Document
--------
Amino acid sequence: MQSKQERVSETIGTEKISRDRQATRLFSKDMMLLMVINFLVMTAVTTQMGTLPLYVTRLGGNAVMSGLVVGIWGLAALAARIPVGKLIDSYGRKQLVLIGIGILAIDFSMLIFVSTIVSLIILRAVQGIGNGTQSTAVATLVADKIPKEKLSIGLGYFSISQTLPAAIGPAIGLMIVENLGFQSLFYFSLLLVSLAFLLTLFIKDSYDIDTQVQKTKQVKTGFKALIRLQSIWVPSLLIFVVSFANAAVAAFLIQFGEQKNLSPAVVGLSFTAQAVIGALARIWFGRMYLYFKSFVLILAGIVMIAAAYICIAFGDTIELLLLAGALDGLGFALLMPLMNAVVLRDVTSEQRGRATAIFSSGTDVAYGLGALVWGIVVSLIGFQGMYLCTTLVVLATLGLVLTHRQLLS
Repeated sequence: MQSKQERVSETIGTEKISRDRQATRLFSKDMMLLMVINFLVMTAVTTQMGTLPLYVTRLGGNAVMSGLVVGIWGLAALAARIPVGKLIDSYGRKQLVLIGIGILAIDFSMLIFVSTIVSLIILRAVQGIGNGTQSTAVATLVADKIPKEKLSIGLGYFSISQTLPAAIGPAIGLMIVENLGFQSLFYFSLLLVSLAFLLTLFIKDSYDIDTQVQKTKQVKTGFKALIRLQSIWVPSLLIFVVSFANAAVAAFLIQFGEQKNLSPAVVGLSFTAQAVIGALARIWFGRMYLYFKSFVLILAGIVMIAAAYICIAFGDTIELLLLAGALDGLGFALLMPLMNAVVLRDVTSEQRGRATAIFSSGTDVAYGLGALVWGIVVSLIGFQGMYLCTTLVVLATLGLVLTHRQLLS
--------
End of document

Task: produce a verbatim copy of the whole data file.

Amino acid sequence: MQSKQERVSETIGTEKISRDRQATRLFSKDMMLLMVINFLVMTAVTTQMGTLPLYVTRLGGNAVMSGLVVGIWGLAALAARIPVGKLIDSYGRKQLVLIGIGILAIDFSMLIFVSTIVSLIILRAVQGIGNGTQSTAVATLVADKIPKEKLSIGLGYFSISQTLPAAIGPAIGLMIVENLGFQSLFYFSLLLVSLAFLLTLFIKDSYDIDTQVQKTKQVKTGFKALIRLQSIWVPSLLIFVVSFANAAVAAFLIQFGEQKNLSPAVVGLSFTAQAVIGALARIWFGRMYLYFKSFVLILAGIVMIAAAYICIAFGDTIELLLLAGALDGLGFALLMPLMNAVVLRDVTSEQRGRATAIFSSGTDVAYGLGALVWGIVVSLIGFQGMYLCTTLVVLATLGLVLTHRQLLS
Repeated sequence: MQSKQERVSETIGTEKISRDRQATRLFSKDMMLLMVINFLVMTAVTTQMGTLPLYVTRLGGNAVMSGLVVGIWGLAALAARIPVGKLIDSYGRKQLVLIGIGILAIDFSMLIFVSTIVSLIILRAVQGIGNGTQSTAVATLVADKIPKEKLSIGLGYFSISQTLPAAIGPAIGLMIVENLGFQSLFYFSLLLVSLAFLLTLFIKDSYDIDTQVQKTKQVKTGFKALIRLQSIWVPSLLIFVVSFANAAVAAFLIQFGEQKNLSPAVVGLSFTAQAVIGALARIWFGRMYLYFKSFVLILAGIVMIAAAYICIAFGDTIELLLLAGALDGLGFALLMPLMNAVVLRDVTSEQRGRATAIFSSGTDVAYGLGALVWGIVVSLIGFQGMYLCTTLVVLATLGLVLTHRQLLS